Some babies are chatting up a storm by age 1, others haven't really bothered. Yet, they might all fall well within what's considered "normal." But doctors who specialize in autism say they frequently hear this from parents, "I went to my pediatrician and said, 'please help I think something is wrong'. And the pediatrician said, 'well let's wait and see'."
That "wait and see" approach seems reasonable when you consider that wide range of "normal", but those who do have a serious communication delay or full-blown autism often aren't diagnosed until at least age two or three.
Dr. Max Wiznitzer with Rainbow Babies & Children's Hospital said, "That means we've wasted time during which brain development might be positively affected by intervention."
Now intervention may come much earlier when children are flagged with a simple check-list at their 12-month doctor's visit. Karen Pierce, ph.D. with the University of California, San Diego said, "Their social behavior is just very subtly starting to become derailed."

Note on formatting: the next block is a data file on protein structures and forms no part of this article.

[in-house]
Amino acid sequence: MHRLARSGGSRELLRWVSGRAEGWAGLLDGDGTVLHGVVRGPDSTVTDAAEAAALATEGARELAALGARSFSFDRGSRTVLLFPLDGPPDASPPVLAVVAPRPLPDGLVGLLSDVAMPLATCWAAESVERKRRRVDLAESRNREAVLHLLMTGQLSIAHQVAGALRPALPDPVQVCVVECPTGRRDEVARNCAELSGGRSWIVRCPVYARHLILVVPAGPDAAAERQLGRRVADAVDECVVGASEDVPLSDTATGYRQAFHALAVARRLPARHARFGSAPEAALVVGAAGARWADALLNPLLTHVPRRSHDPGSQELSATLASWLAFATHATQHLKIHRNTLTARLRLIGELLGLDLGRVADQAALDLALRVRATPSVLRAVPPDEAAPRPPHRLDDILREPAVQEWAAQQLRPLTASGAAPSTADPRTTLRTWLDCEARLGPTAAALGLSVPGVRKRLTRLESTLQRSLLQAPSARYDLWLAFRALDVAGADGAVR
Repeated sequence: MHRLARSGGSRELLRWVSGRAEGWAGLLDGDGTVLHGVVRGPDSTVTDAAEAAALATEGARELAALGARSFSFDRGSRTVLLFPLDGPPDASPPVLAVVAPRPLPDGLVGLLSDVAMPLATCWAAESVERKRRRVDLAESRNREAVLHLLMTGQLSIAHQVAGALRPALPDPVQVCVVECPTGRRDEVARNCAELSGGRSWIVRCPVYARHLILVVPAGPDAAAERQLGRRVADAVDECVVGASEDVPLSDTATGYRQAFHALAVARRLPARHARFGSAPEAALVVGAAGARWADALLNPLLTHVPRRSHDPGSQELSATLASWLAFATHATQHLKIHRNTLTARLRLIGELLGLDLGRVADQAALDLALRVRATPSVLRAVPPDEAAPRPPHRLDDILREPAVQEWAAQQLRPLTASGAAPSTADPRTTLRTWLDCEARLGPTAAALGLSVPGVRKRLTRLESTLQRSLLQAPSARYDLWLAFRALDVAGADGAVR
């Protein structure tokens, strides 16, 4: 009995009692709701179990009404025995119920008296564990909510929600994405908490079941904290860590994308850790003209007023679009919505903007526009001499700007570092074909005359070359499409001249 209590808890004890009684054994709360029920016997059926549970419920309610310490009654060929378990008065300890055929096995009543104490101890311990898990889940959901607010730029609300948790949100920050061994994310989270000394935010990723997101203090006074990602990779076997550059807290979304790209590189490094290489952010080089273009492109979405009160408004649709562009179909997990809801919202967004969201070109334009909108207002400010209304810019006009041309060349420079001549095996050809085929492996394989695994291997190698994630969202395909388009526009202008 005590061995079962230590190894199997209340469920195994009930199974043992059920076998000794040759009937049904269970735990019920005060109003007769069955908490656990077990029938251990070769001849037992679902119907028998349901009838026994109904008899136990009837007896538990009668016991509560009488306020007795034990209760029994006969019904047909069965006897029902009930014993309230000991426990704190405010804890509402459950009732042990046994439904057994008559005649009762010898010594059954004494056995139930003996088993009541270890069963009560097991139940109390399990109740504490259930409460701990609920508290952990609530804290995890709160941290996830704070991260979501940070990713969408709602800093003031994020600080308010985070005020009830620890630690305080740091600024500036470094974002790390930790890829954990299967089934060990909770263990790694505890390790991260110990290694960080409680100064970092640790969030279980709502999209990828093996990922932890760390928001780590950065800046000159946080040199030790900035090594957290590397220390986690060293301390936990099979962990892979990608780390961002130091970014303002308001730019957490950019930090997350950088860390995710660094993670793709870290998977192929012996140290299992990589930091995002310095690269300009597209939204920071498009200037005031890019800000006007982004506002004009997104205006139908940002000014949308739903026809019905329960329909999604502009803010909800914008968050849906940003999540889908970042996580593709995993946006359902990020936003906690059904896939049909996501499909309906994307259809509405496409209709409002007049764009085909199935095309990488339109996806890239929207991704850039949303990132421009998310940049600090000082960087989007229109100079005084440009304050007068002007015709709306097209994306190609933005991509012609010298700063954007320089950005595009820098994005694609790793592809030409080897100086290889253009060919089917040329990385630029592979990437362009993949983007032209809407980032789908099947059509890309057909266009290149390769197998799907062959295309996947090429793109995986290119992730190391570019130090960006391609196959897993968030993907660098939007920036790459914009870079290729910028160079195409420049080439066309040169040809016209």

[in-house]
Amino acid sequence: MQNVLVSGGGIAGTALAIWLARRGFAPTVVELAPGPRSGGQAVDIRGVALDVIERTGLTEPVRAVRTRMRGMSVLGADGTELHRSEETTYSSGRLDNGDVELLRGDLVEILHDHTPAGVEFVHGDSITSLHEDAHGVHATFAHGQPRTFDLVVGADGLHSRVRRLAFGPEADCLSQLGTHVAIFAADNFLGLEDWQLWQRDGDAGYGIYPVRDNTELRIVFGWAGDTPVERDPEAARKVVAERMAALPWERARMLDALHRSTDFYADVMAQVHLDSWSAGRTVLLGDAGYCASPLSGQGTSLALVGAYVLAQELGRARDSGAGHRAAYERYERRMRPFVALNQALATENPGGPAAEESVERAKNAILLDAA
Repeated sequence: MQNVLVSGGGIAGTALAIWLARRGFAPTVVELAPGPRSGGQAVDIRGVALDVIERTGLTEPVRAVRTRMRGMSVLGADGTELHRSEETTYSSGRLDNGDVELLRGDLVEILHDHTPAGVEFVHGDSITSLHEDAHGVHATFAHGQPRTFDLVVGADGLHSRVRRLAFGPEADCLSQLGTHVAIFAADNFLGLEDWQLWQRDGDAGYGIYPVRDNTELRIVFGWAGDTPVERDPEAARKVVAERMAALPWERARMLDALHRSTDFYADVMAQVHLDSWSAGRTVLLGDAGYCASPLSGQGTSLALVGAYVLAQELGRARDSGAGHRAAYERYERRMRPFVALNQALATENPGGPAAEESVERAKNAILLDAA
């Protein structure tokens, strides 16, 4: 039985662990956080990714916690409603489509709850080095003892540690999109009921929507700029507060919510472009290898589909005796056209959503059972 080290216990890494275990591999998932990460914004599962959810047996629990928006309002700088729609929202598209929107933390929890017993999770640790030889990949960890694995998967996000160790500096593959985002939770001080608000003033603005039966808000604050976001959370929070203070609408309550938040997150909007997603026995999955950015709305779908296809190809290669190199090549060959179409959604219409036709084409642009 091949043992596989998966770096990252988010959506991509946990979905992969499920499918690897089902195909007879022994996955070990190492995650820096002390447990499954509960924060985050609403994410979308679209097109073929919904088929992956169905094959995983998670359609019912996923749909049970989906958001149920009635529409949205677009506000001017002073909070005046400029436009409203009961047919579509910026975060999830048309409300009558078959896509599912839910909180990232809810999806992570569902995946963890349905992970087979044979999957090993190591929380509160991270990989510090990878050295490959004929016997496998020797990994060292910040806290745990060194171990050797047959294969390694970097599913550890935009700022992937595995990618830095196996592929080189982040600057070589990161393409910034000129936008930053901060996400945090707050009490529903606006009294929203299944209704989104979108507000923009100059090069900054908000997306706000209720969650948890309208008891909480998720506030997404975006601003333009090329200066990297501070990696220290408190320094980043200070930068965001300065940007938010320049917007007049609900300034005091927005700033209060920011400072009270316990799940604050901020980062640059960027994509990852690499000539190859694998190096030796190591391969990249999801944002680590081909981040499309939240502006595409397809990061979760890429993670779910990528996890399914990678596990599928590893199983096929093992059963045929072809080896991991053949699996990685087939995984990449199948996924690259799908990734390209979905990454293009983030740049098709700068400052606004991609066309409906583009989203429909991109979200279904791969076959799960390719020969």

Dr. Pierce looked at the effect of surveying parents about their babies' communication and language skills at their 1-year check-up. Pierce said, "The screen just says something is wrong -- it doesn't tell you what is wrong. Doesn't tell you what you should do."
Of more than 10-thousand babies -- 184 failed the screening and were sent to a specialist. A quarter turned out to be just fine. But 75-percent either had a significant delay or were later diagnosed with autism.
Those who needed treatment were able to start at around 18 months. Dr. Wiznitzer said, "This is a well-designed study that succinctly and concisely address their specific question: Can we use this checklist to screen for autism and other developmental disorders? And they did it."
Now the push is to get more doctors to use the check-list at the 1-year mark so kids can stay on track.
To fill out the checklist go to: http://www.brookespublishing.com/store/books/wetherby-csbsdp/checklist.htm